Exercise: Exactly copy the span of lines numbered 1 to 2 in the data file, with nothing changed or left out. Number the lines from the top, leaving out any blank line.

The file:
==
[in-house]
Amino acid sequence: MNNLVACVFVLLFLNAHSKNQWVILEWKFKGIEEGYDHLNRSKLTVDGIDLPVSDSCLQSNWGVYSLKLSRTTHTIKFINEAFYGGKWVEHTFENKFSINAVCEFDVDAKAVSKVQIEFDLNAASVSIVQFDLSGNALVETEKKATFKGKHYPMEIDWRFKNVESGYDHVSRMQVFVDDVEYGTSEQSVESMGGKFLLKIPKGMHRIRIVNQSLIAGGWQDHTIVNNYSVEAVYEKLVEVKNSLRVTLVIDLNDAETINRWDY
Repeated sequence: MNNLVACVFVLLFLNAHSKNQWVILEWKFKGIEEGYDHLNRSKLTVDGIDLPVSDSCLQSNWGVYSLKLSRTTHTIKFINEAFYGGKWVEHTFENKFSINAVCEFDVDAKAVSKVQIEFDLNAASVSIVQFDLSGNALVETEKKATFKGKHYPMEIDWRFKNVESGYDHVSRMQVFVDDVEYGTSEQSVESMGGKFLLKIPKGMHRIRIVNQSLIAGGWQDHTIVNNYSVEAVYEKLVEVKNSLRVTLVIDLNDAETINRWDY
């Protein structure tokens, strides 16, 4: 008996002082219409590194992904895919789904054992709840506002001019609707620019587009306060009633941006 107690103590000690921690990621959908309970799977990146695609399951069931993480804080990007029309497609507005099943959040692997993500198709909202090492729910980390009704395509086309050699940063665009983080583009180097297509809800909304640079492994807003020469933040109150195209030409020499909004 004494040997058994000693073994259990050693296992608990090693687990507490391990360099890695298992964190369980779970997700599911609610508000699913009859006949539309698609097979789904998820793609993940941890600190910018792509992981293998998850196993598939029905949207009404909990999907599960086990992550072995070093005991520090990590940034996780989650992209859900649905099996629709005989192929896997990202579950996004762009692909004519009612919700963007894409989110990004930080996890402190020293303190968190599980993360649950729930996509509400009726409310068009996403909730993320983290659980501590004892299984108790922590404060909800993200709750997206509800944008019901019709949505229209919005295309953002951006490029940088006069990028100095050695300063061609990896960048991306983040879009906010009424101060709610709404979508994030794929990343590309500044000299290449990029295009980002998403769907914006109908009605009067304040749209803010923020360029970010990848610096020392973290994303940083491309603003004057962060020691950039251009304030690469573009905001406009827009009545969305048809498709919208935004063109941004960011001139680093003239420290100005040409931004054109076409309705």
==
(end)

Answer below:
[in-house]
Amino acid sequence: MNNLVACVFVLLFLNAHSKNQWVILEWKFKGIEEGYDHLNRSKLTVDGIDLPVSDSCLQSNWGVYSLKLSRTTHTIKFINEAFYGGKWVEHTFENKFSINAVCEFDVDAKAVSKVQIEFDLNAASVSIVQFDLSGNALVETEKKATFKGKHYPMEIDWRFKNVESGYDHVSRMQVFVDDVEYGTSEQSVESMGGKFLLKIPKGMHRIRIVNQSLIAGGWQDHTIVNNYSVEAVYEKLVEVKNSLRVTLVIDLNDAETINRWDY